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HarryA last won the day on January 5

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About HarryA

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  1. the circuit below works in the LTspice simulator and as a prototype: Traces from the simulator: The green trace is the input from the sensor, the yellow trace is at pin 2, and the red trace is the output at pin 3. Note the positive going pulse when the input drops back to zero. That is why the Zener diode is required to limit it. Here it is a 15v Zener diode. The output from prototype the circuit: Here I am using 9 volts as I only have 12 volt Zeners. Here the blue trace is the trigger signal at pin 2 and the yellow trace is the output at pin 3 across a 150 ohm resistor for a relay load. The diode across the relay coil can be any general purpose diode like a 1N007 for example. The output is much wider then I would expect for R4 at 1Megohms and C3 at 1 microfarad. Expected 1 sec. not 1.4 There are numerous online calculators for calculating these values. The values for the resistors are not critical except what you pick for R4: R1: 1000 to 1500 ohms R2; 20k to 30K " R3: 30K to 50K " all work in the simulator.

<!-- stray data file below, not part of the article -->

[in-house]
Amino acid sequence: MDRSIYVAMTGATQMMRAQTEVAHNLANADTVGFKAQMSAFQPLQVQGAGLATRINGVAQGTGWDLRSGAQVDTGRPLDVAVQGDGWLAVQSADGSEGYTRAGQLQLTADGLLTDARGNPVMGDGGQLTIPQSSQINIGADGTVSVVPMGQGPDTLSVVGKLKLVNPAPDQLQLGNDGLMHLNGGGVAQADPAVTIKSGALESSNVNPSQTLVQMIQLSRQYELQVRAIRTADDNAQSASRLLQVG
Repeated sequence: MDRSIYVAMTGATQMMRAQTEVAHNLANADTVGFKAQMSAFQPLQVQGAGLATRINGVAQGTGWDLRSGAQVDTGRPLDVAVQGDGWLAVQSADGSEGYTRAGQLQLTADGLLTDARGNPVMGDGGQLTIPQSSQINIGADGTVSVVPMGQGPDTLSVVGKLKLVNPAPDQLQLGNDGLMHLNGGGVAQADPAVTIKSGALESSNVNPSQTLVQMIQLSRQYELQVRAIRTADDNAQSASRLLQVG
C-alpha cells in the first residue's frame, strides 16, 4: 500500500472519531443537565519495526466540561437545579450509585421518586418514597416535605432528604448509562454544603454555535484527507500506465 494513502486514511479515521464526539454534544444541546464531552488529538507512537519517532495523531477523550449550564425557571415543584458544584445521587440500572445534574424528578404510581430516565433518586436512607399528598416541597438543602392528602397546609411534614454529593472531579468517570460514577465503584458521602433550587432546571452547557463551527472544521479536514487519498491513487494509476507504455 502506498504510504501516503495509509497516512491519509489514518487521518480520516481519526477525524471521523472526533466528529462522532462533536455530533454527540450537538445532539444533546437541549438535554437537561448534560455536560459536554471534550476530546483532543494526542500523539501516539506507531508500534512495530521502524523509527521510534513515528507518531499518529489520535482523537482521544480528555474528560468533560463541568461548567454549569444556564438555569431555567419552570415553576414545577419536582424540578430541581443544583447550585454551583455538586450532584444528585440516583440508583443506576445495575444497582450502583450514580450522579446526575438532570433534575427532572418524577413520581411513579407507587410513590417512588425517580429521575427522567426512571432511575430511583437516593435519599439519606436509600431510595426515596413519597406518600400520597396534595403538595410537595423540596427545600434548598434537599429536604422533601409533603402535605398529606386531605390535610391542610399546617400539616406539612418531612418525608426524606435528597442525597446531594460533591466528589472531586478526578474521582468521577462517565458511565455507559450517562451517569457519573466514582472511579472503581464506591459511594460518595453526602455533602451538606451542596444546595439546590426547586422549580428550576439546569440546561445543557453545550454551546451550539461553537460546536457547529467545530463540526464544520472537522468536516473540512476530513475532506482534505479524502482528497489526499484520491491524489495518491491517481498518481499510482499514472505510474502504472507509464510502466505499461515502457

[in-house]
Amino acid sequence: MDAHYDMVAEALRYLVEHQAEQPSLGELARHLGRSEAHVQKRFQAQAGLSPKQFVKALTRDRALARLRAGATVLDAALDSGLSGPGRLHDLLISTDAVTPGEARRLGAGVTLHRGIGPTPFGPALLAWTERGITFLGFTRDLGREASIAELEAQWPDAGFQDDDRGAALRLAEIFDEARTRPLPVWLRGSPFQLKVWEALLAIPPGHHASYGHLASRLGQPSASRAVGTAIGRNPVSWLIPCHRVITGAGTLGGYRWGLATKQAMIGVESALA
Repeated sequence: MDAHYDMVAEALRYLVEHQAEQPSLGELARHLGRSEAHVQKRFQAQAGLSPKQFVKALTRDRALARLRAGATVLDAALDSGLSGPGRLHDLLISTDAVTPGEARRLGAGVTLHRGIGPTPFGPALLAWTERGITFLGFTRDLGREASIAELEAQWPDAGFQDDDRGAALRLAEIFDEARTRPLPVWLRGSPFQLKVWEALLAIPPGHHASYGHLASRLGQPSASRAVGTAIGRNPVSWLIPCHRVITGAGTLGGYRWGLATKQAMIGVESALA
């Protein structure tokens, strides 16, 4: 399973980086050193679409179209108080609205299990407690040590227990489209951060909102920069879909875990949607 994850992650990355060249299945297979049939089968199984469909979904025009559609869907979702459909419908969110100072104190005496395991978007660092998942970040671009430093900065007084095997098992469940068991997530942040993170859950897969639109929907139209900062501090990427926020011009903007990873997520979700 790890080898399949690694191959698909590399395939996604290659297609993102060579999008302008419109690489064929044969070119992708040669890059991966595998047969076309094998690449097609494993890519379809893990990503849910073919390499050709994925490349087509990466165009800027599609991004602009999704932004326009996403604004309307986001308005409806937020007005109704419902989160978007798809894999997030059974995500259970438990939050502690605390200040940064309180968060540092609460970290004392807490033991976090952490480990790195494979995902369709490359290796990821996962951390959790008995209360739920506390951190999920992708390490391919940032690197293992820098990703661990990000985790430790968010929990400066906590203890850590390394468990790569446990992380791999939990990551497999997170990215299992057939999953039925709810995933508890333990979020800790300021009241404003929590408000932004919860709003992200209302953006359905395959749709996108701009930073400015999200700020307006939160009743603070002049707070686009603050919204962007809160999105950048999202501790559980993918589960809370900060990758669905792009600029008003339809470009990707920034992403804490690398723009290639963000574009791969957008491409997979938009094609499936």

2. The problem with the 555 timer is that it is not edge triggered and it is retriggerable. You would like a one-shot that is rising edge triggered. Retriggerible means as long as a moose stands in front of the PIR the 555 would output a pulse; having inverted the output with a transistor. Thus the relay would stay energized. That is okay if you want to make a movie of a moose but not good for one photo. The 74121 is a nonretriggerable and is edge triggerable, that would be a better fit. I will look at your circuit to see if it be used. I am thinking perhaps one could invert the PIR output with a transistor and discharge a capacitor to momentarily pull trigger pin 2 low. What is the resistance of your relay if you already have one? One needs to know how much current it would draw.
  3. HarryA

    Adblock Plus?

    Is there a way to block listings containing Realtek and Ameba using Adblock Plus? I added them to the filter list but it did not work.
  4. That looks good. Good use of the capacitor. If you replaced the DPDT toggle switch with a relay powered of the supply on power failure would it switch to inverter automaticlly?
  5. How fast is an MLX90614 IR temperature sensor? https://www.electronics-lab.com/project/infrared-thermometer-arduino-mlx90614-temperature-sensor/